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BOOK
Author Essig, Mark, 1969-
Title Lesser beasts : a snout-to-tail history of the humble pig / Mark Essig.
Imprint New York : Basic Books, [2015]

LOCATION CALL # STATUS MESSAGE
 OTTERBEIN MAIN COLLECTION  SF395 .E64 2015    AVAILABLE  
LOCATION CALL # STATUS MESSAGE
 OTTERBEIN MAIN COLLECTION  SF395 .E64 2015    AVAILABLE  
Author Essig, Mark, 1969-
Subject Swine -- History.
Pork -- History.
Genre/Form History.
Description viii, 310 pages : illustrations ; 22 cm
Bibliography Note Includes bibliographical references (pages 261-295) and index.
Contents Keep it simple -- Out of the wild -- "The pig is impure" -- "Of their flesh shall ye not eat" -- "Monstrosities of luxury" -- The forest pig -- "Swine eat things clean and unclean" -- "The husbandman's best scavenger" -- "All the mountains swarmed with them" -- "A great unkindness for our swine" -- "The benevolent tyranny of the pig" -- "Twenty bushels of corn on four legs" -- The republic of porkdom -- "The swinish multitude" -- A growing prejudice against pork -- "The other white meat" -- Vices -- "Back to the start" -- Epilogue: Virtuous carnivores.
Summary "Unlike other barnyard animals, which pull plows, give eggs or milk, or grow wool, a pig produces only one thing: meat. Incredibly efficient at converting almost any organic matter into nourishing, delectable protein, swine are nothing short of a gastronomic godsendyet their flesh is banned in many cultures, and the animals themselves are maligned as filthy, lazy brutes. As historian Mark Essig reveals in "Lesser Beasts," swine have such a bad reputation for precisely the same reasons they are so valuable as a source of food: they are intelligent, self-sufficient, and omnivorous. What's more, he argues, we ignore our historic partnership with these astonishing animals at our peril. Tracing the interplay of pig biology and human culture from Neolithic villages 10,000 years ago to modern industrial farms, Essig blends culinary and natural history to demonstrate the vast importance of the pig and the tragedy of its modern treatment at the hands of humans. Pork, Essig explains, has long been a staple of the human diet, prized in societies from Ancient Rome to dynastic China to the contemporary American South. Yet pigs ability to track down and eat a wide range of substances (some of them distinctly unpalatable to humans) and convert them into edible meat has also led people throughout history to demonize the entire species as craven and unclean. Today's unconscionable system of factory farming, Essig explains, is only the latest instance of humans taking pigs for granted, and the most recent evidence of how both pigs and people suffer when our symbiotic relationship falls out of balance. An expansive, illuminating history of one of our most vital yet unsung food animals, "Lesser Beasts" turns a spotlight on the humble creature that, perhaps more than any other, has been a mainstay of civilization since its very beginnings--whether we like it or not."--Jacket.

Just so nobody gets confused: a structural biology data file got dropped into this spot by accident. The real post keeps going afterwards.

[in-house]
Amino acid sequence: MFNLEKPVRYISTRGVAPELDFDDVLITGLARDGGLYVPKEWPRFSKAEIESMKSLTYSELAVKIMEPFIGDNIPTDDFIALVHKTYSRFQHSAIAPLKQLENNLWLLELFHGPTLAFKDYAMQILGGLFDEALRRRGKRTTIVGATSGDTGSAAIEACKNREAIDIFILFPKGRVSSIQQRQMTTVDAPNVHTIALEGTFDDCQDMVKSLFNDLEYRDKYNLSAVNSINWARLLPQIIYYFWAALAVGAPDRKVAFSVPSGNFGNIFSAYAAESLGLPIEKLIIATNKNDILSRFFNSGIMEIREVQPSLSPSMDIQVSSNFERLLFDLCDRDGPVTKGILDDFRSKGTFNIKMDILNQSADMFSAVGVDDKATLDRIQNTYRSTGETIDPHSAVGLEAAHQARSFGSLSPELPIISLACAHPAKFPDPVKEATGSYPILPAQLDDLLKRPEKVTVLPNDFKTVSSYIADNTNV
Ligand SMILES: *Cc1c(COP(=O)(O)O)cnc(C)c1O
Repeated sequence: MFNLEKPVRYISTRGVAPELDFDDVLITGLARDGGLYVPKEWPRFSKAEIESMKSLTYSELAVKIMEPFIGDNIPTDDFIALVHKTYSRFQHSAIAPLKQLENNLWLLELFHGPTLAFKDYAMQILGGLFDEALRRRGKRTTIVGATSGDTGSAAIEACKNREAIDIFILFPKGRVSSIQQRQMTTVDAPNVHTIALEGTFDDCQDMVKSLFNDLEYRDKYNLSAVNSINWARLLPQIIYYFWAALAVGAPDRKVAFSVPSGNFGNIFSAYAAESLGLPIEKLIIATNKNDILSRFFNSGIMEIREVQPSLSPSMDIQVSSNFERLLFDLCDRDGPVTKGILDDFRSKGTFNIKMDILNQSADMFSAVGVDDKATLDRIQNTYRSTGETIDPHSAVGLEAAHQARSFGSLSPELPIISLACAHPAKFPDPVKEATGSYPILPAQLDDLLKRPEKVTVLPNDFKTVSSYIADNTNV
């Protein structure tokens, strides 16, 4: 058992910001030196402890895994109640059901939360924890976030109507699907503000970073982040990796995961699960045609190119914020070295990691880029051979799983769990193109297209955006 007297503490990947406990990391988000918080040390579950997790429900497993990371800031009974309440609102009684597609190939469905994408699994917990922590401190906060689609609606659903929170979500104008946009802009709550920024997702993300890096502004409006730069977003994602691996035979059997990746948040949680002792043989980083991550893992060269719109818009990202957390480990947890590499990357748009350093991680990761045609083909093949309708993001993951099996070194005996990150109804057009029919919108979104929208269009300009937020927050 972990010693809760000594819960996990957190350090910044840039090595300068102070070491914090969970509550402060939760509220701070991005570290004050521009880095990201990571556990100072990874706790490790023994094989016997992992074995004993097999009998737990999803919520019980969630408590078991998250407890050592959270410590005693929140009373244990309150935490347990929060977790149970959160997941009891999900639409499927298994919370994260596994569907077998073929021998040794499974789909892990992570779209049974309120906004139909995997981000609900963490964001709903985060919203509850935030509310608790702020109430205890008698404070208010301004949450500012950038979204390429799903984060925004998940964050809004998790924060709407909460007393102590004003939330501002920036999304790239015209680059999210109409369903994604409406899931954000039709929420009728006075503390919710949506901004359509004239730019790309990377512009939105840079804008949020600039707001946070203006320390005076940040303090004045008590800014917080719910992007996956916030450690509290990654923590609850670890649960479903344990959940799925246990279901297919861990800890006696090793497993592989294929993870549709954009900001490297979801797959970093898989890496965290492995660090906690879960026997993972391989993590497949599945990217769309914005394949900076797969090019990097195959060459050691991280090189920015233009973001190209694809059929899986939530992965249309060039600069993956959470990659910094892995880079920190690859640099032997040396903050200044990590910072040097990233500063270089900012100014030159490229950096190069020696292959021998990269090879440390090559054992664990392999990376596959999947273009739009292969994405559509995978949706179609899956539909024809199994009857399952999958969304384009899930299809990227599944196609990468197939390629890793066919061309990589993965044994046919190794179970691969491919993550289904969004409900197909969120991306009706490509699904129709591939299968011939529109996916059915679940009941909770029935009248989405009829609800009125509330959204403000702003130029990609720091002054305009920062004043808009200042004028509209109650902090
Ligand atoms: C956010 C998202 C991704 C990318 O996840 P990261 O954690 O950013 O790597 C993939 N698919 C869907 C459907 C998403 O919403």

ISBN 9780465052745 (hardcover ; alk. paper)
0465052746 (hardcover ; alk. paper)
9780465040681 (e-book)
OCLC # 893710033